How Border Patrol's San Diego Sector Can Be a Model for the Rest of America's Southwest Border

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Posted: Nov 14, 2019 1:00 PM
How Border Patrol's San Diego Sector Can Be a Model for the Rest of America's Southwest Border

Source: Julio Rosas/Townhall

U.S.-Mexico Border — It's easy to forget just how chaotic the border area just below San Diego was prior to consistent security infrastructure being put in place during the 1990s. On a recent tour with U.S. Customs and Border Protection, Townhall was shown how the agency was able to secure its portion of the over 2,000-mile border.

Though its the smallest sector for the southwest, the agents working in the 60-mile region have to deal with the benefits that the Pacific Ocean and the vast urban environment of neighboring Tijuana provide to human smugglers and drug runners.

In 1986, border patrol apprehended almost 1.7 million immigrants illegally crossing into the United States, with San Diego Sector (SDS) agents apprehending upward of 600,000 people despite being the smallest section. A significant factor in having large numbers of people crossing from Tijuana was due to the lack of physical infrastructure, which allowed large groups to congregate and overwhelm agents.

In the mid-1990s, physical barricades made up of 8-to-10 foot high scrap metal fences were installed, allowing border patrol to reclaim the Chula Vista area. The main reason for installing the Vietnam-era barricades was so drivers could not use their vehicles to cross the border, as it was common for them to simply drive back across if they were spotted by American authorities.

Since it was designed to mainly stop vehicle incursions, it was only afterward that the wall's flaws in preventing foot traffic were noticed. Not only was it relatively easy to climb over, the metal was solid, so American border agents could not see through and assess if, or how many, people were planning to climb over.

This led to parts of the SDC to be replaced with mesh wire fencing, where authorities can now see through, but it's still easy for smugglers to cut sections out. Using cheap power tools, immigrants are able to cut through the fence in under a minute.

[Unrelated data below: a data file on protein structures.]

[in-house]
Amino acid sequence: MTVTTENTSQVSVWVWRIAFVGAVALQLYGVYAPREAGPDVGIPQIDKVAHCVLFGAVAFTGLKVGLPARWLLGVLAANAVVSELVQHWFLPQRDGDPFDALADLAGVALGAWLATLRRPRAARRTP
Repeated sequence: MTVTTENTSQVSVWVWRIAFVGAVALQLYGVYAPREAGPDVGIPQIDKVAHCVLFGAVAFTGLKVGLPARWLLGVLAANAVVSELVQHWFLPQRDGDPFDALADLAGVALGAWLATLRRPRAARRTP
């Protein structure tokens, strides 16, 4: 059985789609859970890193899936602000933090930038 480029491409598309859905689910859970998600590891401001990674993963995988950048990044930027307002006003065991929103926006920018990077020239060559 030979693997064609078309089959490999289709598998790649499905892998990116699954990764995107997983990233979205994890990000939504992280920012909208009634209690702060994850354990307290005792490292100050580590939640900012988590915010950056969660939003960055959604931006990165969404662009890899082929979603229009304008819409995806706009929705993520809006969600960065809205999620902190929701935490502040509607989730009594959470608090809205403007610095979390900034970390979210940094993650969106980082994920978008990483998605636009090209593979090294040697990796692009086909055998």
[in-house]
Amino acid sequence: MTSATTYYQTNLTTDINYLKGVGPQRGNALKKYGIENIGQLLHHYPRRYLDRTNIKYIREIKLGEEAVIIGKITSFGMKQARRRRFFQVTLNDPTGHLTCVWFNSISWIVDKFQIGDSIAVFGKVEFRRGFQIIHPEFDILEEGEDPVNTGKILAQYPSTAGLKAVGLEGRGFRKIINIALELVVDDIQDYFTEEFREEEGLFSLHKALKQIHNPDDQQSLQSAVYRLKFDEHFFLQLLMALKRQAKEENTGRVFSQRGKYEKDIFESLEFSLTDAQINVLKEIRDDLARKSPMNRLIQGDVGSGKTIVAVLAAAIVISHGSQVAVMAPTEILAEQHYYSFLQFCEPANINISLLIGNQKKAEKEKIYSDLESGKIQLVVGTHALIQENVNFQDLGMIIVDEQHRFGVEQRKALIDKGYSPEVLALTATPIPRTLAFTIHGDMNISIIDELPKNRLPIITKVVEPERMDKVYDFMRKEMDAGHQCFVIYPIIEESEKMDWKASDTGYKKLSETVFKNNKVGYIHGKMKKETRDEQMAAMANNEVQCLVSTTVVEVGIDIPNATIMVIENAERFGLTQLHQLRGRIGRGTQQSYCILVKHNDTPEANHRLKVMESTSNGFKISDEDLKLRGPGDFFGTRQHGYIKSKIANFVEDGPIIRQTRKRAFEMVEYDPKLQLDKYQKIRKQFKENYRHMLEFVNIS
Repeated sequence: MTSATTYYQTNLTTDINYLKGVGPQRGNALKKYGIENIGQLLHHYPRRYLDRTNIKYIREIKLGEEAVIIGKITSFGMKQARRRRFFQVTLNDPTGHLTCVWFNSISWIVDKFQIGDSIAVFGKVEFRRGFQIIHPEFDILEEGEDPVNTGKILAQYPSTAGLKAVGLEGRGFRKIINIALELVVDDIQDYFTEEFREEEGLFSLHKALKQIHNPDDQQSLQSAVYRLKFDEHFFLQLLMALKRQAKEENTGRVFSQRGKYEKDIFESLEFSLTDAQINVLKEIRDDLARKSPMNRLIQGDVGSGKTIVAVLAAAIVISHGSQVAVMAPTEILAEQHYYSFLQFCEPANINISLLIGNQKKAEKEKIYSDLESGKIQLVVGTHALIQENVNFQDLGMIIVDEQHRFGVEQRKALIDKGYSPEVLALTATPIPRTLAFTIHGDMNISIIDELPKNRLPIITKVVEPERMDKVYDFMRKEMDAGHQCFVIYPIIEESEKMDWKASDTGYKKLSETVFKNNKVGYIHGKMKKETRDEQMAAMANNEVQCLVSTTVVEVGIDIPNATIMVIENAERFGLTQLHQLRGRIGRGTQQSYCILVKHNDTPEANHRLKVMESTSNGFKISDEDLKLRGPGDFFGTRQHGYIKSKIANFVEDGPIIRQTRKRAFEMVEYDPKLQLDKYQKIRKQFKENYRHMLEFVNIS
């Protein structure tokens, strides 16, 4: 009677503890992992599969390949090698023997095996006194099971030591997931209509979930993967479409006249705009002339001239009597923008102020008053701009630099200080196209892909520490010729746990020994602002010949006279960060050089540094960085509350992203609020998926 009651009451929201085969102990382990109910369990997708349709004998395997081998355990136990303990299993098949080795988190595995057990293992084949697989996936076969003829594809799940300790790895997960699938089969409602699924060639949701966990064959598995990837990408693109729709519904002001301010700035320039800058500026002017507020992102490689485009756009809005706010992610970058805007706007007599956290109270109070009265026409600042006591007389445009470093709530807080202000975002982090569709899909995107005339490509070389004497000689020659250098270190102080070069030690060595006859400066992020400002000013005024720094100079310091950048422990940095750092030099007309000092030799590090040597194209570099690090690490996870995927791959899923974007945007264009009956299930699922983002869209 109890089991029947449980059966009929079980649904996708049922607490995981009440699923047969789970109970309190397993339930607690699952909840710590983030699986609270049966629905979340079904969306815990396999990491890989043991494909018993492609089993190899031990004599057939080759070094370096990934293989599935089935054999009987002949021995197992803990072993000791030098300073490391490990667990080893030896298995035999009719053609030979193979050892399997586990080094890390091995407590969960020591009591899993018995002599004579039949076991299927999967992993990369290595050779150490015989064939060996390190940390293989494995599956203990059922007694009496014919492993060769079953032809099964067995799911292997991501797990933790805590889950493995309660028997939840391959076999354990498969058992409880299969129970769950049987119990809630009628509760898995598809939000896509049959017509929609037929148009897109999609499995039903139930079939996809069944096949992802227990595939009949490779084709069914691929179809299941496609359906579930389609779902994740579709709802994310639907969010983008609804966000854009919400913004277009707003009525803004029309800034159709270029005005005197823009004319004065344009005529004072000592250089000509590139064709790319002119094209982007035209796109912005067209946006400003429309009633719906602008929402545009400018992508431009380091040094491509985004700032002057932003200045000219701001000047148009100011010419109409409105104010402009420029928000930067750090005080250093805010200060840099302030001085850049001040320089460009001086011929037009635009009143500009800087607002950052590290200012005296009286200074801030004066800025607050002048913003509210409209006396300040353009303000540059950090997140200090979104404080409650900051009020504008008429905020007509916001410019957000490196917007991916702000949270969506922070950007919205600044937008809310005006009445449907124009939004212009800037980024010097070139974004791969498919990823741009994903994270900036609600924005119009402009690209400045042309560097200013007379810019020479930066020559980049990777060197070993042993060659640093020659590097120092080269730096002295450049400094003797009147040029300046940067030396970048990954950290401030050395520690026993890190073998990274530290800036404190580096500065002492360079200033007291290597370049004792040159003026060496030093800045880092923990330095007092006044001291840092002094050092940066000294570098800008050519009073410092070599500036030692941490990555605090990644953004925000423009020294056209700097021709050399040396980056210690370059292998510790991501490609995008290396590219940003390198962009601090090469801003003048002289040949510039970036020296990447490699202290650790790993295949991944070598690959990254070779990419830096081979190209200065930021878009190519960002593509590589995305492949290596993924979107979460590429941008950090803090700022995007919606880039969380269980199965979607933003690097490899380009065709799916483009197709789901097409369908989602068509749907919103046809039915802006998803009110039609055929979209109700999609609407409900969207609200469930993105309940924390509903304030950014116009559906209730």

(Wire mesh fencing with patched up cuts. Credit: Julio Rosas/Townhall)

That is why the sector is being completely overhauled with a primary and secondary barrier system with steel bollards. Each bollard is filled with concrete and rebar. The primary wall is situated on the side closest to Mexico and stands at 18 feet tall and boasts anti-climbing plates. The secondary wall is closest to the United States and is 30 feet tall with the same anti-climbing plates.

Compared to the mesh wire fencing, it can take up to an hour for smugglers to cut through, thereby giving border agents more time to respond and apprehend or stop those attempting to cross.

As of November 11, SDC agents have made over 4,900 apprehensions for Fiscal Year (FY) 2020. In FY 2018, SDC agents made 38,591 arrests, while in FY 2019, the same year as the migrant caravans, SDC agents arrested 58,049 people.

Funding for the primary wall, which replaced approximately 14 miles of the scrap metal fence, was appropriated by Congress in the 2017 fiscal year. The $147 million contract for that project was awarded on April 18, 2018, and the project was started on May 31 of 2018. It was completed in August of this year.

The project for the secondary wall, which is still in the process of being built, was awarded on December 20, 2018. Costing approximately $131 million and using border patrol fiscal year 2018 appropriations, construction started in February of 2019. While now mostly made up of the 30-foot tall fencing, the secondary wall still has sections that are either open or consist of a mix of the old barriers. The project is expected to be completed in early 2020.

The new project also saw the installment of secondary fencing in places where there was only one fence as recently as 2017 along the border.

(Secondary fencing still under construction. Credit Julio Rosas/Townhall) 

With the installment of the new barriers, U.S. Border Patrol spokesman Theron Francisco said the area has experienced a slight increase in water-borne incursions. Some drug runners have even made it up as far as San Fransisco with their contraband by using the ocean. Though much more difficult, some people still use ladders that look like something MacGyver put together in order to climb over. In the past year, two tunnels were also discovered.

(Homemade ladder used by border crossers. Credit: Julio Rosas/Townhall)

The tour also included passing by the San Ysidro Port of Entry, which was the scene of numerous migrants rushing the border in an attempt to make it across. Border patrol had to use tear gas to force those rushing to turn back. 

The busy port of entry and the surrounding area was shut down so it could be secured to ensure no one else tried to run across. Border patrol said the nearby Las Americas Shopping Mall, a hotspot for both American and Mexican nationals, lost an estimated $5 million in business.

Francisco explained with the sector's multifaceted approach, it would be a great starting point to model the rest of the border off of in regions where it would be applicable:

  • A primary and secondary fence
  • An "enforcement area" in between the fencing
  • All-weather roads
  • Light posts
  • Camera towers
  • Underground sensors

The SDC is currently manned with around 2,000 agents, but it's expected to get an additional 400 in the coming months. Francisco said agents understand there is no such thing as an unbreakable barrier, but in combination with technology, infrastructure, and manpower, they hope to further deter illegal border crossings or stop immigrants before they make it across.

"Infrastructure works and the San Diego Sector proves it," he said.